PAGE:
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Lanka seeks to strengthen ties with US

Sri Lanka is seeking to further strengthen ties with the United States,  Sri Lanka’s Ambassador to the US Jaliya Wickramasuriya said.The Sri Lankan Embassy in the US, in a statement today, said that Sri Lanka has been making tremendous progress in all aspects of development since the dawn of peace in 2009 which merits positive recognition from its longstanding friends like the United States. Ambassador Wickramasuriya said that with the end of the war there is ample opportunity for both countries to benefit from an enhanced relationship.“Sri Lanka is very keen in enhancing trade relationship with the US. Some of the US corporate giants like Boeing, Caterpillar, Marriott, Starwood, 3M, John Deere, and Coca-Cola have already recognized Sri Lanka’s business potential”, he said. “ If you compare Sri Lanka today with what it was for the three decades before the dawn of peace in 2009, you will realize the country has never been so stable , peaceful and with such strong economic potential as it is today under the visionary leadership of His Excellency President Mahinda Rajapaksa”, he said. The Embassy quoted the Ambassador as telling members of the House Chiefs of Staff Association (HCoSA) that there needs to be cooperation by congressional officials to bring Sri Lanka- US ties to the next level through increased understanding of the true situation in Sri Lanka. read more

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Destruction of cultural heritage is an attack on people and their fundamental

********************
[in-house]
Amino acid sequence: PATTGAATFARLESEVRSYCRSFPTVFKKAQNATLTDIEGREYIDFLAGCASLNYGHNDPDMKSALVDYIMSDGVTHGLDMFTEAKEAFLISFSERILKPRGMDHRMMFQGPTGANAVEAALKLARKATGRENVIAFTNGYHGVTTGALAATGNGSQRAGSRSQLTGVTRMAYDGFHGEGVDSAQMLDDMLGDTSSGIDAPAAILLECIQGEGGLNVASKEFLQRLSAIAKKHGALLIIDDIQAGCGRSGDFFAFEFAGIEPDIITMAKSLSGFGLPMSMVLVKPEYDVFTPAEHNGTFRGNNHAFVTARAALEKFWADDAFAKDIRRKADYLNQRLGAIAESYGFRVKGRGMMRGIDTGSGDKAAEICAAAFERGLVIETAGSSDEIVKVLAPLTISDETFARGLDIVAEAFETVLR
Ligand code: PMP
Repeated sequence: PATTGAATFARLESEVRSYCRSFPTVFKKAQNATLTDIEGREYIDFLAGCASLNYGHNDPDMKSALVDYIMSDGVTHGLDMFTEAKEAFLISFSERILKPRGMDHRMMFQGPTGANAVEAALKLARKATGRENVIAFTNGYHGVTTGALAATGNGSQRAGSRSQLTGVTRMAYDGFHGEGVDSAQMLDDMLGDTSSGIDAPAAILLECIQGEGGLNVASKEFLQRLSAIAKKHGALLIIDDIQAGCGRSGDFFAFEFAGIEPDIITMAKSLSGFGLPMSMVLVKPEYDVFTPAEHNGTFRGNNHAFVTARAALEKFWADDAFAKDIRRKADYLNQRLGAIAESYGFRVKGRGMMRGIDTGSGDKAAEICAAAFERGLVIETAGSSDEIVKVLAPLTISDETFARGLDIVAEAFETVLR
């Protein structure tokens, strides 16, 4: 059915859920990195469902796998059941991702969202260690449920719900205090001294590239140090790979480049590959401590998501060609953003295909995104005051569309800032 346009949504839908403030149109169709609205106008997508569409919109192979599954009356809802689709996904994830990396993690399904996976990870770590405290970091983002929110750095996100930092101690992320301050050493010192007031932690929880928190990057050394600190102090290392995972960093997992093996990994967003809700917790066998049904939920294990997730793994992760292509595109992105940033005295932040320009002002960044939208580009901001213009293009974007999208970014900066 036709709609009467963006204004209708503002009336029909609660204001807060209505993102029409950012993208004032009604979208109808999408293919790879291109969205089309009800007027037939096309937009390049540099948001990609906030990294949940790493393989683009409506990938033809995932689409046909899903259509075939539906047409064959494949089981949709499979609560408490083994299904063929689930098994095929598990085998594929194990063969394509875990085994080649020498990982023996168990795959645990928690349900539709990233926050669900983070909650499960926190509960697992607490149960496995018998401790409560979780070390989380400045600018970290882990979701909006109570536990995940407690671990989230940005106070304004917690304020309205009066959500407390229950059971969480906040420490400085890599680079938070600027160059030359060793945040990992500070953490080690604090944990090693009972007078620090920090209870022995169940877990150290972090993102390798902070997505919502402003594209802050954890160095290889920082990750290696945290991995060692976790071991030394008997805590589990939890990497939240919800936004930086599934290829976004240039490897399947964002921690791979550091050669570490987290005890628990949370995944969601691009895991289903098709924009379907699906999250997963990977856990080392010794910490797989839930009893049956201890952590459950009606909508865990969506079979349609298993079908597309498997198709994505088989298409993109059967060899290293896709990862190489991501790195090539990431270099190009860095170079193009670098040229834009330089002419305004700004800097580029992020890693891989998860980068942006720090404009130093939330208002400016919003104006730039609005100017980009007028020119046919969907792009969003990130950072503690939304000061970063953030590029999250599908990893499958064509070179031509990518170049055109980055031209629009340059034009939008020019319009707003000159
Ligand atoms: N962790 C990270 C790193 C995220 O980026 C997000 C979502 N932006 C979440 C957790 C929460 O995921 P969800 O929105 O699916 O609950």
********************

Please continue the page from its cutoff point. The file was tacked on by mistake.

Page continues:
“Afghanistan, Iraq, Libya, Mali and Syria are all in our minds today, but many more countries are to be added to this list, where acts of intentional destruction harm all, target free thinkers and disproportionately affect people belonging to minorities,” the Special Rapporteur on cultural rights, Karima Bennoune, stressed yesterday in her briefing to the Assembly’s main body dealing with social, humanitarian and cultural issues (Third Committee).Highlighting challenges and solutions to the problem of deliberate destruction of cultural heritage, and stressing that it must be considered a human rights issue, Ms, Bennoune noted that such ongoing destruction in the war-plagued Yemen is a particular source of concern.According to Special Rapporteur, in order to protect cultural heritage, including precious monuments, sites and sacred places, the first step that has to be taken is protecting human rights and people. “Destruction is often accompanied by other grave assaults on human dignity and human rights. We must care not only about the destruction of heritage, but also about the destruction of the lives of human beings. They are interrelated,” Ms. Bennoune stated. She also emphasized that armed conflict is among the root cause of heritage destruction, as well as indiscriminate attacks which failed to distinguish between military targets and civilian infrastructure, deliberate targeting, and acts based on an inappropriately broad definition of military necessity. “[It] undermines the right to freedom from discrimination and numerous other human rights, including the right to freedom of thought, conscience and religion; the right to freedom of artistic expression and creativity; and the rights to take part in cultural life, and to access and enjoy cultural heritage”, she added.The Special Rapporteur suggested that holistic strategies which promote human rights and peace-building are solutions to the problem, and they must be integrated into the human rights-based approach to the issue. “It means consulting the people who have particular connections with heritage when seeking to determine whether they wish to rebuild or reconstruct such heritage and if so, how and when,” she said. In Ms. Bennoune’s opinion, it is important for States to fight extremism and fundamentalist ideologies, sectarianism, and discriminatory attitudes, in accordance with international standards, while promoting respect for human rights, tolerance and pluralism.In the end of her report, the Special Rapporteur paid tribute to all those who had sacrificed their lives to preserve world’s cultural heritage. “In many cases we must consider cultural heritage professionals on the frontlines of the struggle against destruction as human rights defenders,” Ms. Bennoune stated, adding that it is vital that we ensure their safety and security, grant them asylum, and create necessary work conditions for them. The door of the Sidi Yahia Mosque in Timbuktu, Mali, before and after it was attacked. Photos: UNESCO/Lazare Eloundou Assomo; Ministère de la culture du Mali/DNPC read more